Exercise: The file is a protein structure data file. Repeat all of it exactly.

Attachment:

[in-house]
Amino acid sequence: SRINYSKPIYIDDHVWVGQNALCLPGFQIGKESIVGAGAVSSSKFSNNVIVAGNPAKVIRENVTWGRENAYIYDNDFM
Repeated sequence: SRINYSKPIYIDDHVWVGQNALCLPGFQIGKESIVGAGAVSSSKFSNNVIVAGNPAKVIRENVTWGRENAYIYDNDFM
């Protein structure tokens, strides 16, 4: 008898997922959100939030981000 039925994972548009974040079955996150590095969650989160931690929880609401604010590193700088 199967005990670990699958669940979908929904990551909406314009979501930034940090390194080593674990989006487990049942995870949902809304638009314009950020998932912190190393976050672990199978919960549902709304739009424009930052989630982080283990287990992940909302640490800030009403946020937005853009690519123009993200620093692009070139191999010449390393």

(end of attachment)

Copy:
[in-house]
Amino acid sequence: SRINYSKPIYIDDHVWVGQNALCLPGFQIGKESIVGAGAVSSSKFSNNVIVAGNPAKVIRENVTWGRENAYIYDNDFM
Repeated sequence: SRINYSKPIYIDDHVWVGQNALCLPGFQIGKESIVGAGAVSSSKFSNNVIVAGNPAKVIRENVTWGRENAYIYDNDFM
């Protein structure tokens, strides 16, 4: 008898997922959100939030981000 039925994972548009974040079955996150590095969650989160931690929880609401604010590193700088 199967005990670990699958669940979908929904990551909406314009979501930034940090390194080593674990989006487990049942995870949902809304638009314009950020998932912190190393976050672990199978919960549902709304739009424009930052989630982080283990287990992940909302640490800030009403946020937005853009690519123009993200620093692009070139191999010449390393």